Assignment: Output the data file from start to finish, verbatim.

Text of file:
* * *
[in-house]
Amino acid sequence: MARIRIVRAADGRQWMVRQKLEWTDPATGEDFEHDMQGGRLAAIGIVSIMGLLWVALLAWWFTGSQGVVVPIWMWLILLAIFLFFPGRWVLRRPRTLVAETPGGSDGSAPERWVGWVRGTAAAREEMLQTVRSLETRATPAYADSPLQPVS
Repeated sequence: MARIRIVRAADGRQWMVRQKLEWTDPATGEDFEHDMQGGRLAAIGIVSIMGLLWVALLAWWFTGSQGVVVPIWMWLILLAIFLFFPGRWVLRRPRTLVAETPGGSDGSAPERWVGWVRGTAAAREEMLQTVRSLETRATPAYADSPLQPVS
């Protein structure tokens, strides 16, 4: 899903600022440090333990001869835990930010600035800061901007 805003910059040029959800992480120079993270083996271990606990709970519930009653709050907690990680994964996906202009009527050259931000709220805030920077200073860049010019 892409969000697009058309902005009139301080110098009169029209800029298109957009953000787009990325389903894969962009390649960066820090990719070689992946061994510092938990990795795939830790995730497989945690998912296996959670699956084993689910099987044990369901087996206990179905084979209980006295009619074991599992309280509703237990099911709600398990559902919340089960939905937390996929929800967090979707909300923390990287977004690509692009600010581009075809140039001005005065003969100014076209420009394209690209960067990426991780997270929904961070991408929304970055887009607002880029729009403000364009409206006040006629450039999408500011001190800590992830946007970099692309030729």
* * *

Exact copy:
[in-house]
Amino acid sequence: MARIRIVRAADGRQWMVRQKLEWTDPATGEDFEHDMQGGRLAAIGIVSIMGLLWVALLAWWFTGSQGVVVPIWMWLILLAIFLFFPGRWVLRRPRTLVAETPGGSDGSAPERWVGWVRGTAAAREEMLQTVRSLETRATPAYADSPLQPVS
Repeated sequence: MARIRIVRAADGRQWMVRQKLEWTDPATGEDFEHDMQGGRLAAIGIVSIMGLLWVALLAWWFTGSQGVVVPIWMWLILLAIFLFFPGRWVLRRPRTLVAETPGGSDGSAPERWVGWVRGTAAAREEMLQTVRSLETRATPAYADSPLQPVS
């Protein structure tokens, strides 16, 4: 899903600022440090333990001869835990930010600035800061901007 805003910059040029959800992480120079993270083996271990606990709970519930009653709050907690990680994964996906202009009527050259931000709220805030920077200073860049010019 892409969000697009058309902005009139301080110098009169029209800029298109957009953000787009990325389903894969962009390649960066820090990719070689992946061994510092938990990795795939830790995730497989945690998912296996959670699956084993689910099987044990369901087996206990179905084979209980006295009619074991599992309280509703237990099911709600398990559902919340089960939905937390996929929800967090979707909300923390990287977004690509692009600010581009075809140039001005005065003969100014076209420009394209690209960067990426991780997270929904961070991408929304970055887009607002880029729009403000364009409206006040006629450039999408500011001190800590992830946007970099692309030729």